Op-ed: as in every holiday season, people send holiday greeting cards filled with righteous misrepresentations of the previous year, while pretending to know what next year holds; instead, try being empathetic and compassionate, and find beauty and meaning in a daily existence that is often oppressive.

I do not remember how many people sent me the musical New Year blessing of singer Achinoam Nini. Apparently it is one of the trends of this years’ holiday season among the left, or center, or both. I also do not know if Nini recorded it for the current holiday, Rosh Hashanah, or before, but it does not really matter — from her point of view, it’s a timeless song.

For those who did not watch the music video, the song goes as follows: “It should be a good year,” Nini sings as her hands strike the piano keys, her eyes blinking.

Achinoam Nini (Ronen Ackerman)
Achinoam Nini (Ronen Ackerman)


“There should be no horrendous lynch / we should be an empathetic nation more than a chosen nation / free of violence, racism, arrogance / without incitement and without religious coercion / it should be a year of change and an end to the occupation / a sober year and an end to ambiguity / it should be a year of art and culture and poetry / in which the country’s shores, its paths, and especially its soul, shall be cleansed. Let it be a year of modesty…” and so on and so forth.

It does not speak to me; I wrote to the tenth person who sent me the clip; she doesn’t voice my thoughts anymore. I’m sick of people who are not modest talking about modesty, beating my chest with all their might. They should beat themselves a bit too.

Do you not wish us an end to the occupation? A friend asked. I believe in many of the things she says, I responded, and I have no problem with the “what,” I am slightly nauseous over the “how.”

Righteousness in a honey-sweet voice, from which a one-dimensional picture emerges of how bad everything is here, and what a land full of lynching, racism, and religious coercion we have established here —never spoke to me either.

 (Photo: Reuters)
(Photo: Reuters)


Even A., I told him, our best friend, who is perhaps the biggest leftist we know, —except she is the type to donate and volunteer and help in promoting a better and more beautiful society— received a similar holiday greeting, “who knows how many times,” and said it is not her “taste.”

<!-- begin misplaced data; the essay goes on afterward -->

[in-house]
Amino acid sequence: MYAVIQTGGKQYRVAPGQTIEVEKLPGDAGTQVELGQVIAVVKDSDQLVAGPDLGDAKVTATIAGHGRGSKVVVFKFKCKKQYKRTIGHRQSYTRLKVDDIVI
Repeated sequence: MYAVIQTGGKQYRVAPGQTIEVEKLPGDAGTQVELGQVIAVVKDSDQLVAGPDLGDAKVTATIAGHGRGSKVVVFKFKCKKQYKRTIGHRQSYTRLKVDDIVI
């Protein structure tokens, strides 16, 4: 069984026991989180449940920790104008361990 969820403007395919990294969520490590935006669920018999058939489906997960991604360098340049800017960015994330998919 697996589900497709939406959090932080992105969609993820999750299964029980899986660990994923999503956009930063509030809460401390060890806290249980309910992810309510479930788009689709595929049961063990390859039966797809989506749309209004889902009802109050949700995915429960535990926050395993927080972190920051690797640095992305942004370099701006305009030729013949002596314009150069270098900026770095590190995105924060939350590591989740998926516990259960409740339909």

Even the blessing of G., who owns a bicycle shop, and wrote us a blessing with a corny pun based on the Hebrew date wishing us “a happy new year with a new mountain bike” —adding that he also does trade-ins and provides all the necessary equipment for a skilled cyclist —was better.

Not to mention those who sent us the song by Arik Einstein, “May it be that we all have a beautiful year, and peace will be upon us.” And those who, every year, wish everybody a good year in their name and in the name of their entire family without forgetting to add their old and sick dog to the “sweeter than Honey Year” greeting card.

Or those good folks on the “Take and Give” website (free of charge), founded by Hevel Modi’in Regional Counci, who write “Happy New Year, I have a washing machine to give away,” or “Happy New Year, I have a fifth grade book if anybody wants,” or “Happy New Year, rabbits looking for a warm home,” and so on and so forth.

Without pretending—precisely during these days, between Rosh Hashanah and Yom Kippur, days of personal soul searching—to know what next year should look like.

Without creating a misrepresentation of the passing year saying that everything that happened is a continuation of lynch-related acts of racism, violence and arrogance —that others, of course, carried out.

To wish a happy New Year in the days between Rosh Hashanah and Yom Kippur, and to think in terms that form compassionate human consciousness, even within a harsh reality. Seeking a proper meaning in a daily existence that is often exhausting and oppressive.

To reach beauty and truth in a constantly changing world; to wish a Happy New Year, sweeter than honey, to believe it is possible, and do the best to guarantee it is possible.

And if you can, at the same time, also offer special holiday prices for adults’ and children’s bicycles— how great is that?

As reported by Ynetnews